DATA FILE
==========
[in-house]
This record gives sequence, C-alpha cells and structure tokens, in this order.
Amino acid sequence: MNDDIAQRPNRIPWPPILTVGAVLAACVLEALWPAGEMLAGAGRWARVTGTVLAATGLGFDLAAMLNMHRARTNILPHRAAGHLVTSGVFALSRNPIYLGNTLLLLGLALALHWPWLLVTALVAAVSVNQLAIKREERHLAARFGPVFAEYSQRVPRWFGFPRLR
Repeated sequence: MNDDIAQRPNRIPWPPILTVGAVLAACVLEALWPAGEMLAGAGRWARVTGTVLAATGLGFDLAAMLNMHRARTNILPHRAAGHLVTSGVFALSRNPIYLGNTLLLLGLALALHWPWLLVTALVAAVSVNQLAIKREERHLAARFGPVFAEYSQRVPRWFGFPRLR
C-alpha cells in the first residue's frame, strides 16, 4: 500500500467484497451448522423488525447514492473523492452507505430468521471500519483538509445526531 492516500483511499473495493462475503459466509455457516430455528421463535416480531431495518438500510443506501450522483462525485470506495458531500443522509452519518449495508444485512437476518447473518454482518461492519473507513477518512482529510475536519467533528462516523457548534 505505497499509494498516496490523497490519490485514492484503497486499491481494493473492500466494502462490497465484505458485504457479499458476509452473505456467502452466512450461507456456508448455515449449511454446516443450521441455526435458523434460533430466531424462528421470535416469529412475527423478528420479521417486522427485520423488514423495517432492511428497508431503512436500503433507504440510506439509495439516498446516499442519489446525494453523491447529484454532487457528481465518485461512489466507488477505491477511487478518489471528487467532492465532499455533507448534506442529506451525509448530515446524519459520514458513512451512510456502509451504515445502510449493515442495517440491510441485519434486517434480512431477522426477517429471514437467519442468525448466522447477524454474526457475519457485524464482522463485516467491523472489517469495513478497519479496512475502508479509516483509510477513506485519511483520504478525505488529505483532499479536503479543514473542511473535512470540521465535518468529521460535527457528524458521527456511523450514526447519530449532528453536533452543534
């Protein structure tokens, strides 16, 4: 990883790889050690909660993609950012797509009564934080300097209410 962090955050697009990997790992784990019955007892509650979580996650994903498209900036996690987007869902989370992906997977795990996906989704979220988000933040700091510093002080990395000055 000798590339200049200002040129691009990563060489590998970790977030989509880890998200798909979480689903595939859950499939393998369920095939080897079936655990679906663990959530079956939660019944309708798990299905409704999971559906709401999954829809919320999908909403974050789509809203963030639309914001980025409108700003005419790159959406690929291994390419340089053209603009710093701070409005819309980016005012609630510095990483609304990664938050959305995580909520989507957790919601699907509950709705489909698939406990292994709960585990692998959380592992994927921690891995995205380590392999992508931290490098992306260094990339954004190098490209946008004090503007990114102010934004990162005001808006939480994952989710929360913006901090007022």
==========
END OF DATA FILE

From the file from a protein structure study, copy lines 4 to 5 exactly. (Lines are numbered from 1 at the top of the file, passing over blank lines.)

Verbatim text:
Repeated sequence: MNDDIAQRPNRIPWPPILTVGAVLAACVLEALWPAGEMLAGAGRWARVTGTVLAATGLGFDLAAMLNMHRARTNILPHRAAGHLVTSGVFALSRNPIYLGNTLLLLGLALALHWPWLLVTALVAAVSVNQLAIKREERHLAARFGPVFAEYSQRVPRWFGFPRLR
C-alpha cells in the first residue's frame, strides 16, 4: 500500500467484497451448522423488525447514492473523492452507505430468521471500519483538509445526531 492516500483511499473495493462475503459466509455457516430455528421463535416480531431495518438500510443506501450522483462525485470506495458531500443522509452519518449495508444485512437476518447473518454482518461492519473507513477518512482529510475536519467533528462516523457548534 505505497499509494498516496490523497490519490485514492484503497486499491481494493473492500466494502462490497465484505458485504457479499458476509452473505456467502452466512450461507456456508448455515449449511454446516443450521441455526435458523434460533430466531424462528421470535416469529412475527423478528420479521417486522427485520423488514423495517432492511428497508431503512436500503433507504440510506439509495439516498446516499442519489446525494453523491447529484454532487457528481465518485461512489466507488477505491477511487478518489471528487467532492465532499455533507448534506442529506451525509448530515446524519459520514458513512451512510456502509451504515445502510449493515442495517440491510441485519434486517434480512431477522426477517429471514437467519442468525448466522447477524454474526457475519457485524464482522463485516467491523472489517469495513478497519479496512475502508479509516483509510477513506485519511483520504478525505488529505483532499479536503479543514473542511473535512470540521465535518468529521460535527457528524458521527456511523450514526447519530449532528453536533452543534